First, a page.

Chapter 4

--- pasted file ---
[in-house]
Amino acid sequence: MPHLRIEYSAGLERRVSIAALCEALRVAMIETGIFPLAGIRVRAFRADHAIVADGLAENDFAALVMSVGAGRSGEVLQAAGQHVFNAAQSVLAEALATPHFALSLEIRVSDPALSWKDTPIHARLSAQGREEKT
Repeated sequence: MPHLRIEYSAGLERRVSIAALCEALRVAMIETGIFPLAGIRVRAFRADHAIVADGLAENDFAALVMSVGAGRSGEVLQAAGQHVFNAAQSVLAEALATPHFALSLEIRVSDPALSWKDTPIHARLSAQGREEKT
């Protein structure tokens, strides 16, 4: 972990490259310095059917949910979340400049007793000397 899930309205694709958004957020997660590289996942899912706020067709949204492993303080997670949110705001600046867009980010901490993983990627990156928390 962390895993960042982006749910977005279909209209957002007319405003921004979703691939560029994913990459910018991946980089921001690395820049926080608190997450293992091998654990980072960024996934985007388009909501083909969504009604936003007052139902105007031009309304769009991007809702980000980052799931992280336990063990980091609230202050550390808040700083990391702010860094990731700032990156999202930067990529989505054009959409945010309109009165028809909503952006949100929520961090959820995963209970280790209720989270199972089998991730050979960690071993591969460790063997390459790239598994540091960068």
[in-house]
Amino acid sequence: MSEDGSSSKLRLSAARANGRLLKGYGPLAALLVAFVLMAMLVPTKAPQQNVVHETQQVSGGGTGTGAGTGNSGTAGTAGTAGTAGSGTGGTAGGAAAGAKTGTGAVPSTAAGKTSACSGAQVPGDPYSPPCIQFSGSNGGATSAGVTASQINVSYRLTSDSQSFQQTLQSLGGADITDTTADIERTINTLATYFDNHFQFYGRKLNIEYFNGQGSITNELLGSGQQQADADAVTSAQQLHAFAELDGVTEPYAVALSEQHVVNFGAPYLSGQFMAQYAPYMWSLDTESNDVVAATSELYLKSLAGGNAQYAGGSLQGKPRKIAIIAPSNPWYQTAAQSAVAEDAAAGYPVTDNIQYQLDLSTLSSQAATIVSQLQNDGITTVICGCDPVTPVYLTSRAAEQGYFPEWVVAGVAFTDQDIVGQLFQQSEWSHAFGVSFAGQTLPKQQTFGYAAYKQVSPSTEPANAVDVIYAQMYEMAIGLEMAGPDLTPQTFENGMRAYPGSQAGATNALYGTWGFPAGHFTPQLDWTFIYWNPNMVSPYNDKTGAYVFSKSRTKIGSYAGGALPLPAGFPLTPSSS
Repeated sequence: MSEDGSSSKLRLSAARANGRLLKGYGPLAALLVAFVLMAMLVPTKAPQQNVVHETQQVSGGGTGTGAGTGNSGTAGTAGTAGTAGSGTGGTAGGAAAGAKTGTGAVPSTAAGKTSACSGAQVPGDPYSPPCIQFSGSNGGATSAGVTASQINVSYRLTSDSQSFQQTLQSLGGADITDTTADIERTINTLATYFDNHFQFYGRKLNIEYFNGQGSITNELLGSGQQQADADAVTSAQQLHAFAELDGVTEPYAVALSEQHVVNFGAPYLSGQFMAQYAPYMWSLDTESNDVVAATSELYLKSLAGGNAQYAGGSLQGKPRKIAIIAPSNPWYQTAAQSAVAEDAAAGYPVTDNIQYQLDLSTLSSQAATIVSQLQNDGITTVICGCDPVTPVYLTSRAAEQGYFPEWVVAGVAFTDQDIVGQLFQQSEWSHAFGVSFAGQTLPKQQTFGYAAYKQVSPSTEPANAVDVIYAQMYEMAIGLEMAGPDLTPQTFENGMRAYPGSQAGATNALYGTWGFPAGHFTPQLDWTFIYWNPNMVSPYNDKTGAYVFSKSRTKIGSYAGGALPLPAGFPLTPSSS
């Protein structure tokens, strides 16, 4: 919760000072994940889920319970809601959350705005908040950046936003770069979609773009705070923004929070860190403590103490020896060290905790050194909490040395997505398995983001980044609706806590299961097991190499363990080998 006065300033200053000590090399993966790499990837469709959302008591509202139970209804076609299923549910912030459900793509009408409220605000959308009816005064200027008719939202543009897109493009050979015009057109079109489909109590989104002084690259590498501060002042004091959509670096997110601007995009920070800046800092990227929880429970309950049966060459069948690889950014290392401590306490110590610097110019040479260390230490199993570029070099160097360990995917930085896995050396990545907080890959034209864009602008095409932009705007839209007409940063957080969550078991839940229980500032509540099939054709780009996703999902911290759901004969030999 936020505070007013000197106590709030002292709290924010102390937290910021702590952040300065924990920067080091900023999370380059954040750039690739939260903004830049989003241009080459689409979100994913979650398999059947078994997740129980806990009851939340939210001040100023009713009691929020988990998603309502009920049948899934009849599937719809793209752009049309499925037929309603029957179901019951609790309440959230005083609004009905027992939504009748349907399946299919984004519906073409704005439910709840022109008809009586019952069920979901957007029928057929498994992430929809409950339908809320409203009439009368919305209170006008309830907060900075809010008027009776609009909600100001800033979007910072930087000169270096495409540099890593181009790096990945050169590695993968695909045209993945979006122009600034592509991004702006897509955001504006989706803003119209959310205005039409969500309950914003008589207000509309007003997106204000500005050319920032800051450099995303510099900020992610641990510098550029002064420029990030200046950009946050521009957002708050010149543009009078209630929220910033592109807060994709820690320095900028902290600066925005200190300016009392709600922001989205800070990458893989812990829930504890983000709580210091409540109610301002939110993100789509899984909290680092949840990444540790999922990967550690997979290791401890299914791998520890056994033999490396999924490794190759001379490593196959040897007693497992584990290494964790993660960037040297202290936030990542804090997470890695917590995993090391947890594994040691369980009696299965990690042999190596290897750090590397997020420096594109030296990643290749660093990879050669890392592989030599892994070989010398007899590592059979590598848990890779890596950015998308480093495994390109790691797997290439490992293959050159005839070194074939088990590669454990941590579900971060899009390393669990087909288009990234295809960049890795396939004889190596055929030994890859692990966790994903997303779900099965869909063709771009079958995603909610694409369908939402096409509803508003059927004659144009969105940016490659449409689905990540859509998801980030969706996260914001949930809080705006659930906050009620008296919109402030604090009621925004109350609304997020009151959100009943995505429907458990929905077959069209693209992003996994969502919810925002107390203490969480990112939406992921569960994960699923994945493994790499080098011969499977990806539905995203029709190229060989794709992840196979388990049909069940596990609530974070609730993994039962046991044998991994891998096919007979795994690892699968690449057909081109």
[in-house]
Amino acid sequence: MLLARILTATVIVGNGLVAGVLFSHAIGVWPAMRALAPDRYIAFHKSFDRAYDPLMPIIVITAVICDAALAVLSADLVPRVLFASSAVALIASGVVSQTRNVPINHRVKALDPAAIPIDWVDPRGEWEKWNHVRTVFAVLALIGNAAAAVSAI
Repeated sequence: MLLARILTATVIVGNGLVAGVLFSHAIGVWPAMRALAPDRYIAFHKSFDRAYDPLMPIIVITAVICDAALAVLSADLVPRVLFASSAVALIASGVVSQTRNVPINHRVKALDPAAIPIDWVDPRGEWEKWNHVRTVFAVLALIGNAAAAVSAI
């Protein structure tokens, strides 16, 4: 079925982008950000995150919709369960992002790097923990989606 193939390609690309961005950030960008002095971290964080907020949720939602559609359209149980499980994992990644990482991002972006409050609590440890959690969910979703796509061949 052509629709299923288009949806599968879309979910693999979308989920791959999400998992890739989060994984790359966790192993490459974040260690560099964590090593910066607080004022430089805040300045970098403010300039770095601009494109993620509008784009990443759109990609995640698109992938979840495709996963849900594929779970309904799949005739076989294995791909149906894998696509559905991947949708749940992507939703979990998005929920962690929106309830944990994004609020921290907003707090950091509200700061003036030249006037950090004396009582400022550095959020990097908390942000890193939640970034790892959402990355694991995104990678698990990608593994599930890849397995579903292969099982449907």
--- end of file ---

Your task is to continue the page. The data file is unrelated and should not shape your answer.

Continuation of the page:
The vision shifted in subtle ways, drawing Prism back into his own memories. He allowed Ghayle to pull him there, comforted by the vision of Grim and his family. Longing for simpler times filled his heart, and as much as he wanted to resist the pain ahead, he also ached to relive the bright moments along the path. Giving himself fully over to Ghayle, the city streets of Kobinaru reformed in his mind. Grandmaster Valkean walked behind him, holding one end of the rope binding Prism's hands. They'd walked in this manner ever since leaving the shadow of the bridge, and Prism didn't bother to hide his annoyance. Darting angry glances back at Valkean's pleasant smile with every other step, he eventually tired of trying to make the monk feel his ire. As soon as he gave up, Valkean returned Prism's efforts in kind, and was far more successful. "Prism, you're from the Dorram, aren't you?" He asked. Prism gritted his teeth and remained silent. Nothing good could come from answering his captor's questions. He'd already done enough talking for the day. Silence did not deter Valkean in the slightest, and his casual prattle resumed as soon as Prism glared at him again. "I'll simply keep asking you until you answer me, so you might as well speak up now." Prism snapped his attention forward again, intending to ignore everything Valkean said from that point on, but the monk continued speaking anyway. "You've the accent of a Dorrami. I spent an entire summer there once," Valkean remarked wistfully. Nostalgia and Dorrami summers didn't fit together in Prism's mind. A Dorrami summer was hot, humid, and drew every insect from the surrounding countryside like commoners to a festival. Valkean's voice remained as pleasant as ever, however, as he went on, "There's a type of fly which usually infests your wild chickens, but sometimes they go after Dorrami, don't they? They're little annoying things, buzzing in your ear all day long. You try and swat them, but they always seem to know your hand is coming. You could learn a lot from the Sikoba fly." Sikooba flies. Prism shuddered at the thought. He'd spent enough nights outside in summer to have a lifetime of experience with the annoying insects. Muscles twitched in his shoulders and back as he instinctively sought to swat at a bead of sweat on his neck. "So, how'd you end up here, anyway? The Dorram wasn't good enough for you, so you decided to visit old Kob and see if it's everything they say it is?" Valkean said. "You's as annoyin' as the Sikooba," Prism said. He spat on the ground in front of him, a common offensive move in Dorrami one made when trying to start a fight. The spitting didn't phase Valkean in the least. "I never could master that long 'o' sound. It's hard to know when to place the emphasis. Maybe you could teach me?" He suggested. Prism snorted. "You's don't want me teachin' nobody. How's about you just look south, yeah?" Valkean chuckled heartily. "I'm not going to let you go, Prism. I made a promise to Captain Tson, and he will be expecting you to be in my charge when the next inspection comes around. If you had committed a less serious crime than attacking a nobleman, he would've been more lenient, I think." "Don't think so," Prism replied. "I embarrassed the Rooba." "Rooba," Valkean said, smiling with amusement. "An old rooster. That's quite a crude word in the Dorram. Captain Tson isn't so bad, as far as soldiers go. There are less honorable men." "Honor? Who's carin'?" Prism asked as they reached a stretch of road filled with cages and people inside them. Huge stakes cemented into the ground held iron rings connected to chains holding men and women alike. They belonged to all different ethnicities, though all appeared human from a cursory glance. Valkean led him to a cage with a single male inside. He wore a hooded jacket and simple pants, but kept his hands concealed in his pockets, and his face in the shadows of his hood. Intense eyes weighed on Prism from those shadows, and he pointedly avoided the prisoner's gaze. "I'm going to let you stand here while I take care of some business. I'll even leave your hands untied, if you promise not to move," Valkean said, reaching for the ropes around Prism's wrists. He waited for Prism to nod in agreement to his terms before removing the bindings. As he stepped back he said, "But, break that promise, and I promise you I won't let it go so easily." "What are you's up to?" Prism asked. "I'm going to make a second pardon today. It's expected of me during each sale season," Valkean replied. "I take two prisoners to work off their debt at the Temple of the Mountain." Prism nodded, not completely understanding what Valkean meant about a pardon. As far as he understood the term, 'pardon' meant forgiveness for a crime, and following the monk to some temple didn't seem like forgiveness. As soon as Valkean left, Prism searched for an opening to slip back into the city, wanting to put as much distance between himself and the monk as possible. Valkean's voice immediately penetrated the surrounding chatter. "I told you not to move, Prism." Prism turned to peer through the crowd of prisoners and found Valkean staring at him only a few yards away, speaking to another human dressed in the blue and silver livery of Duke Selfaeth's court. "Wasn't movin'," Prism said firmly. "Good," Valkean said, turning away. Prism sighed and settled against the wall of the cage behind him. The longer he waited there, the more impatient he became, and once again his eyes wandered to different potential avenues of escape. He took several steps forward, resting against one of the large wooden stakes for cover, thinking Valkean had moved somewhere on the other side. He gasped and moved backward as a knife thudded into the wood next to his head, wobbling left and right as it settled into a crease in the wood. Prism dared to look over his shoulder and found Valkean and the liveried official talking together nearly thirty feet away. "I told you not to move!" Valkean said, projecting his voice over the din without yelling. "The next one will go through your hand." Prism gulped and raised his hands, moving back toward the cage with the hooded figure. Lesson learned, he stayed next to the cage, not wanting to earn Valkean's ire again. "I'd listen to him, human," a voice said from behind him. "Did you see that throw?" Prism peered into the cage and met the eyes of the hooded figure, piercing violet in color and full of burning intensity. In the shadows of the hood, Prism could make out the pointed tips of the young Gor's ears and the faintest hint of the tattoos which adorned them. "You's a Gor!" Prism said with surprise. "Sure as a windy night in the Dobrag," the Gor replied, rolling his eyes as he pushed back his hood, revealing his golden-blonde hair over his tanned skin, and the face of a boy a few years his senior. The tattoos on his ears became much more obvious in full light, twin snakes with the tail at the tip of the ears and the head on the lobe. "You're a sharp one, huh?" The Gor said with a sneer. "Name's Kaeral. Kaeral Elrhanadan." "Gor's kill humans," Prism replied, his eyes narrowing. "Not all of us. Some of us like to live among you," Kaeral replied. "Especially when we're not welcome back home." He finished the statement with a smirk and nodded toward the post with the knife jutting from its side. "Do you think you could hand me that knife?" "If'n I do that, he'll kill me," Prism said, shaking his head. "If'n you help me," Kaeral replied mockingly, "I'll help you escape him. I know magic." "Magic?" Prism echoed. "Them's smoketales. Unless you's talkin' spirits in your inks." "No. Watch," Kaeral said, removing his hands from his pockets and revealing sharp nails on spindly fingers. He scratched a series of symbols in a ring in the wooden bottom of his cage, then placed a hand in the center of the ring, putting the other on one of the bars of the cage. The bar bent slightly, but otherwise remained fixed in place. Prism's eyes widened at the minor display of power. He'd heard the Gor could manipulate the elements, but he'd never seen it happen before. Such tales usually remained confined to a campfire, and never reality. "Ah! Why you's need me then?" Prism asked. "Just because I can make the metal bend a little, doesn't mean I can break it without tools. The knife will help," Kaeral said. "So, fetch it for me." Prism nodded, liking his odds with a magician on his side. He stepped back toward the post, reaching to take the knife from it. "Here. Make it quick—" he started as he gripped the hilt of the blade but screamed as another blade pierced the back of his hand. "Yaaah!" Valkean walked steadily toward him, another knife in his hand and poised to throw as necessary as he met Prism's eyes. "Prism . . . we're going to have to work on your understanding of 'not moving'." He ignored Prism then, turning his attention to Kaeral. "I see you've met our other acquisition. Master Elrhanadan, of the Northern Tribes." Kaeral snorted. "You've come to pardon me, m-onk?" He drew out the syllables in a mocking tone, his fierce violet eyes blazing with hatred. "It seems it's your lucky day," Valkean said, his smile tightening. "No hard labor for you, just hard training." "At your order? You must be joking," Kaeral replied. "Not at all. You've already met your training partner. It seems silly to let that go to waste," Valkean said. "Aren't you's goin' to do somethin'?" Prism cried, staring at the knife in his hand with horror. Screaming wouldn't do him any good, but he didn't want to do anything else. Blood dripped from both sides of the wound, slowly pooling at his feet. Knife-handling had been a major part of his upbringing with Tobrig, and he knew better than to take the knife out without something to staunch the blood flow. Valkean reached into his robes and withdrew a long scarf. He handed it to Prism. "Here. Wrap it up," he said before reaching to take the knife from the post and sliding it inside the other half of his robe. "And then hand me the knife so I can clean it." Prism nodded dumbly but did as he was told. Valkean offered him no option but obedience. "Do you understand honor now, Prism?" "No," Prism said, whimpering in pain as he removed the knife. He grimaced, wrapping the scarf around his hand as tightly as possible. Valkean stopped him and gently took over wrapping the wound, applying proper pressure with careful and practiced hands. "Honor means you keep your promises," he explained. "You dishonored yours by moving and trying to free your new friend after telling me you wouldn't move. I honored mine by putting a knife through your hand. Don't worry, we'll stop and have that healed. Tomorrow." His eyes and amused smile made it difficult for Prism to trust him. "T'morrow?" Prism asked with frantic eyes. Valkean nodded and said, "Be careful with it. Keep applying pressure so you don't bleed out too much. We'll get it healed by a Fedain first thing in the morning." "Bani Sikooba!" Prism cursed in Dorrami. "Now there's the Prism I expect to see," Valkean said, patting Prism's arm gently. "Keep that fire, boy. It'll keep you from becoming a Rooba." ~ ~ ~ ~ ~ Within the hour, Prism and Kaeral sat in the bed of an old work truck while Valkean and another monk rode in the cab. Laborers from the Prisoners' Market had placed Kaeral's entire cage inside the bed, while Prism remained unbound except for the makeshift bandage on his hand, which he held in a vice-like grip with his other hand. To avoid dwelling on the pain, his thoughts instead drifted to the strange day he'd had. At the beginning of the day, he'd been on his way to Kob, to be sold for three years of labor by Boggi. He'd met, grown attached to, and threatened to kill an attractive young nobleman in the space of an hour, and then had his contract purchased by the most unusual man he'd ever met. Despite the pain he'd endured along the way, this was the greatest adventure he'd ever had, and the intrigue kept him hooked. As much as he wanted to run the other direction, two things stood in the way. One, Valkean would catch him—this was no longer a risk, but a definite fact. Two, he needed healing anyway, and now he wanted to see what happened next. The truck turned north, heading toward the low hills on the outskirts of Kobinaru. A large structure with decorative slanted roofs and a high wall stood prominent on the tallest hill. Great trees adorned the hill, and some sat within the walls themselves. No trees stood close enough to the outside of the wall to allow easy entrance. A pair of heavy doors served as a gate, and their current road took a winding path up the side of the hill and led directly to the gate. This was the Temple of the Mountain, Prism's destination. As much as he'd resisted the idea before, the structure piqued his curiosity. His pride didn't allow him to admit his excitement, however, not even when Kaeral asked him plainly, "Why are you just riding along? You could jump out and run." Prism raised his injured hand. "I need healin'." "Come on . . . you must have a better reason than that," Kaeral said. "Don't tell me that monk got to you." Prism shifted uncomfortably, avoiding Kaeral's gaze as he stared at the passing scenery. They'd just left Kobinaru behind, passing easily through gates identical to the ones which had stalled him and Boggi earlier. Valkean had passed through the gates with barely a wave from the soldiers to delay him. "You know what they make you do here, don't you? Training every day, nothing but simple meals . . . you'll have to shave your head. What are they going to do to my beautiful hair!?" Kaeral bemoaned, running his fingers through his golden locks. Prism regarded him curiously, admitting that Kaeral did, in fact, have beautiful hair, though not as beautiful as Grim's. Grim. He was the third reason to stay, as irrational as it seemed. Grim lived in Kobinaru, and if Prism wanted to be anywhere near the strange youth who'd rescued him from the soldiers—albeit only temporarily—he'd have to play by the rules. "Are you even listening, Prism?" Kaeral asked. "Tryin' not to," Prism admitted, glaring at the Gor. "You really want this life?" Kaeral said with a sneer. Prism shrugged. "Beats runnin'. I guess I'm sick of bein' a wild chicken." "Oh boy . . . you've got it real bad, don't you?" Kaeral said, laughing dryly. "That monk sold you on something. I can tell I'm going to have a hard time breaking you back down." "Breakin' me down?" Prism said, looking back at him. "Yep. You and I run together, I can see it. I'm a thief, you're a thief . . . we always know each other, just by a look. Don't you dare say I'm wrong." Prism confirmed the assertion with a nod. "You's right about that." "Then we've got to help each other survive. Help each other get out, too," Kaeral said. "No." Prism shook his head. "Survive, yes. I can help. Escape? No, I can't help." "Fine. Half an agreement is better than none, I guess," Kaeral said, sighing deeply. He rested against the back of the cage for a minute, then came back to the bars, gripping one in each hand as he insisted. "But I'm still going to try and get out. Women aren't allowed in the Order of the Mountain, you know. I hear the monks don't even have sex! What kind of people don't have sex?" "Are we's supposed to be joinin' the Order?" Prism asked. Following the trail of adventure was one thing but abiding by such strict restrictions was another. He didn't like restrictions, no matter what the reward might be. Kaeral waved his hand dismissively and said, "Nah . . . just training with them. Just rehabilitating ourselves or some nonsense like that. I hear a lot of Valkean's pardons end up becoming monks, though. They stay, out of that sense of honor he was telling you about. Are you going to do that, give up sex and fun for the rest of your life?" Prism shrugged, but eventually shook his head. He didn't want to give up anything, certainly not anything which might make him happy one day. Tobrig always said sex made him happy, though Prism had never had the opportunity to experience it for himself. "I didn't think so," Kaeral said. "The world is rough enough as it is without removing the few things that make it livable." "The world's rough? Seems fair 'nough. You's take advantage of what's given you, yeah?" Prism replied. Kaeral responded with a blank stare at first, following it with a riotous laugh. "Haven't you looked around, Prism? Come on, I'm a street kid, spent all my youth in Kobinaru. This is the second time I've been caught, and the first time was just a year of labor on the docks. If you've been paying attention at all, you'd see what's going on. The soldiers get tenser every day. People try to ignore what's happening as the walls get higher, and more uniforms flood through the streets. Not to mention our benevolent rulers the Fedain never seem to give a damn that there's no food in the South." His eyes narrowed, and his grip tightened around the bars in his grasp. "They don't care that human lives are spent fighting my people to the North, just to keep their status quo. And then there's the war with Oligan! Talk about a mess! There's even people saying the ceasefire might end soon. We could be invaded, or worse! And you want me to give up sex?" "I didn't say nothin' like that," Prism said. "No, but Valkean will. He'll convince you it's your duty to the world to give your all to protect it," Kaeral said with a derisive snort. "That's all they want is your devotion. To be loyal to their creeds and dogmas to the end of your days. If you want to trade this cage for that one, that's on you, but I only have a four-year sentence to live out, and I intend to stop there." The conversation had distracted Prism enough that he'd failed to notice their climb up the hill. As the truck came to a stop before the double gates, Kaeral pointed ahead and said, "Oh, it looks like we've arrived at the Temple. Ready for the fun to begin?" Prism sighed and ignored Kaeral, directing his gaze instead to the view. He expected it to be his last view of the outside world for a long time to come. Kobinaru stretched out before him, a metropolis extending to the ocean in the west and far to the south, covering and disappearing behind the southern hills. Little of the city rested behind the massive walls, and the connected settlements to the south had little protection at all. Though they didn't need it, either. All the prominent buildings aside from the temple resided within the walled section. The Council Chambers stood prominent in the center of the city, and The Duke's Palace sat behind another wall in the noble district, built on a small hill rising above the rest of the city. At least, it had before the modern additions of towering apartment and business buildings filled the skyline. Kobinaru hadn't seemed so massive when Prism had paraded through the streets, though he wished he could've seen it from the back of Boggi's constabulary vehicle when they first arrived. He'd never seen such a vast population center—nothing of this size existed in the Dorram. Creaking alerted him to the opening gates of the temple, and he turned to watch the truck drive slowly through the entrance. As beautiful as the city skyline had been, the temple grounds took his breath away. A beautiful garden filled nearly every corner, except for the small gravel driveway leading to a simple garage. The massive size of the trees became more apparent than ever, spreading wide with spring blossoms adding their subtle mosaic of color as a frame for the boldness of the temple itself. The temple rose five stories in tiered, slanted levels. From Prism's current vantage point, the roof of the fourth level prevented him from seeing most of the topmost level. From its apparent size, he guessed it held no more than a single room. Part of him yearned to reach that pinnacle and look out toward the city again, just to take in the view, but the monks would catch him quickly. He'd have to wait until a proper chance presented itself. The truck came to a stop and the gates creaked close. Grandmaster Valkean stepped out of the cab and came to Prism. Two monks in identical robes walked toward them from the front of the temple. "I hope the ride wasn't too bumpy for you. This isn't much of a mountain, I know, but it is the largest hill in the area. It's certainly nothing compared to the Sacred Mountain in Jurro," Valkean said, smiling as he gestured for Prism to leave the truck bed. Prism complied and switched places with the truck driver, who unlocked Kaeral's cage. "We've kept the road unpaved to deter traffic, though unfortunately many still come here seeking enlightenment as if it's free," Valkean continued as Kaeral crawled out of the cage, stretching cramped muscles. "Come on, both of you. It's time to show you around. Master Delm and Master Porat will give you the grand tour. Don't make trouble for them." He indicated the two monks who'd approached from the temple and then said to Prism, "I'll have Master Janlynd see about your hand." "Come this way, please," Master Delm said, waving Prism and Kaeral forward. His broad shoulders and steady gait spoke of a man built like an ox beneath his robes, though those same robes obscured any other signs of his physique. Master Porat was an older man, whose grizzled face gave the appearance of many years spent frowning. Despite his age, he had a sureness to his step and had the largest hands Prism had ever seen. Neither monk was to be trifled with, though as Master Porat spoke, the weight of experience permeated every syllable. "You may roam freely within the Temple walls, except for the Masters' chambers. You may only visit there upon invitation." He met Kaeral's eyes and then Prism's, pausing long enough for both young men to feel the intensity of his glare. "Regardless of how you spend whatever free time you have available, you must still complete your duties on schedule, including your physical training. A full list of your duties will be delivered to you this evening." "I can't read letters," Prism admitted. "Then your duties will be assigned orally, and you will be expected to commit them to memory," Master Porat replied, without hesitation. "Among them will be lessons in reading and writing, which you will study every day until you master both." Kaeral wrapped his arm around Prism's shoulder, making them both stagger for a moment. "Don't worry, Prism. I'll help you out," he said with a bright grin. "You will not be permitted to socialize during study time, even if one of you is available and the other is not. We are committed to the pursuit of knowledge here above all else," Master Porat said sternly. Kaeral dropped his arm and muttered, "Sounds lovely." "You will be assigned a personal mentor, who will be charged with seeing that you fulfill your duties to the fullest extent of your ability," Master Porat continued as he led them closer to the temple. "If you are caught trying to leave the compound, you will be assigned additional duties by your mentor. If you are caught causing trouble, you will be assigned additional duties by your mentor. If you fail to report to your studies on time, you will be assigned additional duties by your mentor. Is this understood?" "Yes," Prism replied. Kaeral sighed and said, "Sure thing, Master." Master Delm took up where Master Porat left off. "To the north are the prayer gardens. You will not be expected to pray with us unless you decide to convert to the Order. The eastern grounds are for training, and the western grounds are for studying and work." "Where do we's sleep?" Prism asked, hoping to find a place to redress his wound. "That's where we're going next," Master Delm said, and showed the barest hint of a smile. "Right this way, please." The pair of monks led them into the temple proper, down a hallway, to a row of closed doors. Master Delm opened one of the doors for Prism, while Master Porat motioned for Kaeral to follow him to the end of the hall. Inside the room Prism found a simple bedroll and a round pillow, and a wooden chest sat in the corner at the foot of the bedroll. On the other side of the room sat a floor desk below a mirror at waist level, meant to be used by someone kneeling or sitting cross-legged. Opposite the door was a shuttered window, the sill resting at chest level. "I'll leave you to get settled in," Master Delm said. "Fresh clothing is available in the chest." He left Prism unattended, closing the door behind him. Prism immediately checked the door, expecting to find it locked with him inside. Instead, he opened it and peered into the hallway, seeing Kaeral similarly poking his head out in bewilderment. They shared a shrug before returning to inspecting their respective chambers. Prism's immediate focus became the chest in the corner, and he moved to open it, hoping to find medical supplies to take care of his injury. All he found inside were simple tan robes, clean and pressed. He closed the chest in disgust, finding nothing to help him with his current predicament. He turned with a start as the door opened, and a monk stepped into his chamber. It took him a moment to realize this monk was female, and a Fedain female at that. The bulky robes obscured her gender but didn't remove all signs of her ample breasts, and the diminished light subdued the shine of her pale skin. "Who are you?" Prism asked. "Master Jan. Or Janlynd, if you prefer," the monk said, inclining her head humbly. When she raised it again, she wore a kind smile, and her eyes told of a thousand tranquil mysteries. Prism immediately felt at peace under her gaze. "I thought the Order didn't like women," Prism said. "Human women," Master Jan said, calmly reaching toward him. "Let me see your hand." Prism extended his injured hand toward her, and she took it gently in her own. She smiled as soon as she touched him, and he felt a warmth travel through his arm and into his core. She unwrapped the bandage and placed her hands on either side of the cut, which had already stopped bleeding from her initial contact. "You've been touched by a Fedain recently. Interesting." She met Prism's eyes as her own filled with enlightenment. "Oh, that's right, you must be the one who attacked Grimfaeth." "You's know Grim?" Prism asked. "He's the son of Duke Selfaeth and has studied with us in the past," Master Jan explained. "All Fedain are bound by a form cultural pacifism. We are only allowed to study non-lethal techniques, and Grim achieved an early education in all of them." Completely at ease, Prism let the words tumble from his mouth without care. "He's good lookin'." "A strange thing for a human to say," Master Jan said, raising an eyebrow. "I thought in your culture, loving another man invoked a death sentence." She hummed a soft tune, like a lullaby, as she massaged his hand. "I lived in the Dorram. Our way's of livin' are a bit dif'rent from Southlanders," Prism replied. The wound closed entirely, and Master Jan pulled her hands away, resting them against her thighs as she let Prism test out his healed hand. "Still, I suggest you keep those thoughts to yourself from here on out," she said pleasantly. "While a Fedain may accept such a thought without pause, many of the human monks here would have an issue with that. The primary reason human women are not allowed here is because the monks are supposed to be free from temptation. Since Ultakan law forbids human men from mating, such temptations are not even considered here in the Order." Prism blinked, realizing for the first time what he'd said to her. "Thank you's for the warnin' . . . I hadn't thought nothin' of it." "You're a nice boy. How'd you end up with such a hefty sentence?" Master Jan asked, regarding him curiously. "What possessed you to attack a nobleman? Especially one you . . . think is good looking." "I thought I could use him to escape," Prism admitted with a frown. "Escape what?" Master Jan replied. "Justice?" Prism looked away, unable to face the truth in her eyes. "I've had enough about justice." "Ah . . . you're trying to escape consequences for your actions. Those eventually catch up no matter how much you run," Master Jan said, nodding to herself. "The world is filled with people running from consequences, and eventually they run into each other. The collision affects everyone around them." She gestured to the shuttered window in the center of the far wall. "Here, you can face them with honor and discipline, and learn to work through them." Prism didn't have anything to say to her wisdom, and instead asked, "Will you's be my mentor?" "No. I have other students who require my attention, I'm sorry. Though I will ensure you have a mentor who will meet your needs," Master Jan replied. "And with whom you may speak freely." Prism understood the implication in her words and bowed low to her. "Thank you's." "You're welcome, Prism," Master Jan said softly. "I don't know what the future holds for you, or if the world will ever accept you for who you are, but here you can figure out how to move forward. And you can dream of whatever—or whomever—you wish. No one can take your dreams from you. Rest well. I will see you at the morning meal." Prism smiled as she left, and for the first time in his whole life, a small hope formed within his heart. Perhaps he had finally found a place he could call home. ~ ~ ~ ~ ~ Ghayle sensed that Prism needed a moment to collect his thoughts and dropped her hand to the side. Prism wiped a tear from his cheek, unashamed it fell in the first place. He breathed deeply, as if sucking in the last traces of memory from the air itself. "She remains the kindest woman I've ever met," Prism said solemnly. "She changed your mind about things," Ghayle said, nodding. "If you hadn't met her, what would've happened?" "I'd probably have tried to escape with Kaeral. Once I got sick of the place, anyway," Prism said. "It's hard to say, but it was her words and her presence which made me feel at home." Ghayle smiled. "If you'd left, you both would've ended up dead in a gutter." "Probably," Prism agreed. "I have more to show you," Ghayle said. "I want you to understand it all, from the perspective of the present." "Okay." Prism nodded, but he couldn't stop the edge in his voice as he added, "But when I look at Janlynd, all I see is a world which should've never been destroyed." "I didn't destroy her, Prism, and you know it."